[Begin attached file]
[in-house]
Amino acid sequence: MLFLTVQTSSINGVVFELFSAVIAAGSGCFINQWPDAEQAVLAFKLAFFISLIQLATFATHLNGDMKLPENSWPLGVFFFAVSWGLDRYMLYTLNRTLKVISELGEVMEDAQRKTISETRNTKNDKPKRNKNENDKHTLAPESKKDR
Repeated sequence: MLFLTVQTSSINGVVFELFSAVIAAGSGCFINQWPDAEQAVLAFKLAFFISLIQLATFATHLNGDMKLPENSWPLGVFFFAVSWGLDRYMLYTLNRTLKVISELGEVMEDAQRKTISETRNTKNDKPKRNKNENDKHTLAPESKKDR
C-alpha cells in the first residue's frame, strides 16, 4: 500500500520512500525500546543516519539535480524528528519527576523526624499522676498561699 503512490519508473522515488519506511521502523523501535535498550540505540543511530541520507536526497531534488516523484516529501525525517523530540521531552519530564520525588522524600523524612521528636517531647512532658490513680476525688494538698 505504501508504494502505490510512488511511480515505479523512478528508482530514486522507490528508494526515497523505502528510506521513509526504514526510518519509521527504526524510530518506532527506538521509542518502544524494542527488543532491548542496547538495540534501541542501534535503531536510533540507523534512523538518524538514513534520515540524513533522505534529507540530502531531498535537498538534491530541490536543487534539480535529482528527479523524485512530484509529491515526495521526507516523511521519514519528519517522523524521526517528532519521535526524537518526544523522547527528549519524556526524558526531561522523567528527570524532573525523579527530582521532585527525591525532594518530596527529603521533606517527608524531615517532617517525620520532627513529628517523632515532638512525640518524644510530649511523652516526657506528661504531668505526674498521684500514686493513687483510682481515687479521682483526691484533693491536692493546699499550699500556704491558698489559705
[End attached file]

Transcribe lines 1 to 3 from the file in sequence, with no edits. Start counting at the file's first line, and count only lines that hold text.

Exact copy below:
[in-house]
Amino acid sequence: MLFLTVQTSSINGVVFELFSAVIAAGSGCFINQWPDAEQAVLAFKLAFFISLIQLATFATHLNGDMKLPENSWPLGVFFFAVSWGLDRYMLYTLNRTLKVISELGEVMEDAQRKTISETRNTKNDKPKRNKNENDKHTLAPESKKDR
Repeated sequence: MLFLTVQTSSINGVVFELFSAVIAAGSGCFINQWPDAEQAVLAFKLAFFISLIQLATFATHLNGDMKLPENSWPLGVFFFAVSWGLDRYMLYTLNRTLKVISELGEVMEDAQRKTISETRNTKNDKPKRNKNENDKHTLAPESKKDR